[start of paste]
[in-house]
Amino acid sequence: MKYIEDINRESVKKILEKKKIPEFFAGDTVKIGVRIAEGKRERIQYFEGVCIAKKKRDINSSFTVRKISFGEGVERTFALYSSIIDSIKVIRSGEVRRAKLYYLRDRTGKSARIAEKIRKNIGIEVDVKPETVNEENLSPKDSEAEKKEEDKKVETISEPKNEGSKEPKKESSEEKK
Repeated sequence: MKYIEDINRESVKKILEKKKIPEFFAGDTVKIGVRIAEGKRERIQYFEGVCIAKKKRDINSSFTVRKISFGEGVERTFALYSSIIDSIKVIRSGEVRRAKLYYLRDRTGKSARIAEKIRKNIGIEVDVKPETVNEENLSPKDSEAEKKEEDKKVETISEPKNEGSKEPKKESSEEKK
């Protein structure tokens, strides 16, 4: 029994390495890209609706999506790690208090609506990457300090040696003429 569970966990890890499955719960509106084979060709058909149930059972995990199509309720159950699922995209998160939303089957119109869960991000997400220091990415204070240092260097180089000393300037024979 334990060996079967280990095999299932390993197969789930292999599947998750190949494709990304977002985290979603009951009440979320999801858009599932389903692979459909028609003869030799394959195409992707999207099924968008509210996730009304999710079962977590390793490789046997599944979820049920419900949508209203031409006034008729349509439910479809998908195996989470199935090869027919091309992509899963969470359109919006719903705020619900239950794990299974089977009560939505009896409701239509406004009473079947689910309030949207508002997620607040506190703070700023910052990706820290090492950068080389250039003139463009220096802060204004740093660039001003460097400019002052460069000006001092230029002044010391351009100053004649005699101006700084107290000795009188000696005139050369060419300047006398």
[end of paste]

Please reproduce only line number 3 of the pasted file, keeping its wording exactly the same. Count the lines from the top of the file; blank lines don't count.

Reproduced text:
Repeated sequence: MKYIEDINRESVKKILEKKKIPEFFAGDTVKIGVRIAEGKRERIQYFEGVCIAKKKRDINSSFTVRKISFGEGVERTFALYSSIIDSIKVIRSGEVRRAKLYYLRDRTGKSARIAEKIRKNIGIEVDVKPETVNEENLSPKDSEAEKKEEDKKVETISEPKNEGSKEPKKESSEEKK